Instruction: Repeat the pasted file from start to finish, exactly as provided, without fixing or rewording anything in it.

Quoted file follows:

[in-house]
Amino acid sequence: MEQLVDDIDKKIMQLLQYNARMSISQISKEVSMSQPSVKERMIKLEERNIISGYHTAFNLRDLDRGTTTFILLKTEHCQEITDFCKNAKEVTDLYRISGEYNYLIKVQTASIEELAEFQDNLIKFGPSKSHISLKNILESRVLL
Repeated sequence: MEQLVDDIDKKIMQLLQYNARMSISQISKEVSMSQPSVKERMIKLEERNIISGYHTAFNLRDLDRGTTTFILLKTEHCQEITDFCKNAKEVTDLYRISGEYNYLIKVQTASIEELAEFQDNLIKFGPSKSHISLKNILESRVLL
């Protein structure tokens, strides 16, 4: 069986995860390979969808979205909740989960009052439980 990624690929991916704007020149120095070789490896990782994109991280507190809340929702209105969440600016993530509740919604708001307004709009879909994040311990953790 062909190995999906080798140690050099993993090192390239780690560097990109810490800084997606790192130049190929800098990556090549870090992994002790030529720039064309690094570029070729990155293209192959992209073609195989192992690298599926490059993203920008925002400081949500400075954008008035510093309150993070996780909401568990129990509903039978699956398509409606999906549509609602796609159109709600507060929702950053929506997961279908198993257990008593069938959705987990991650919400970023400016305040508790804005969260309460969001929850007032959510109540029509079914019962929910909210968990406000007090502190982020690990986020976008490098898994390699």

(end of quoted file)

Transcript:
[in-house]
Amino acid sequence: MEQLVDDIDKKIMQLLQYNARMSISQISKEVSMSQPSVKERMIKLEERNIISGYHTAFNLRDLDRGTTTFILLKTEHCQEITDFCKNAKEVTDLYRISGEYNYLIKVQTASIEELAEFQDNLIKFGPSKSHISLKNILESRVLL
Repeated sequence: MEQLVDDIDKKIMQLLQYNARMSISQISKEVSMSQPSVKERMIKLEERNIISGYHTAFNLRDLDRGTTTFILLKTEHCQEITDFCKNAKEVTDLYRISGEYNYLIKVQTASIEELAEFQDNLIKFGPSKSHISLKNILESRVLL
């Protein structure tokens, strides 16, 4: 069986995860390979969808979205909740989960009052439980 990624690929991916704007020149120095070789490896990782994109991280507190809340929702209105969440600016993530509740919604708001307004709009879909994040311990953790 062909190995999906080798140690050099993993090192390239780690560097990109810490800084997606790192130049190929800098990556090549870090992994002790030529720039064309690094570029070729990155293209192959992209073609195989192992690298599926490059993203920008925002400081949500400075954008008035510093309150993070996780909401568990129990509903039978699956398509409606999906549509609602796609159109709600507060929702950053929506997961279908198993257990008593069938959705987990991650919400970023400016305040508790804005969260309460969001929850007032959510109540029509079914019962929910909210968990406000007090502190982020690990986020976008490098898994390699």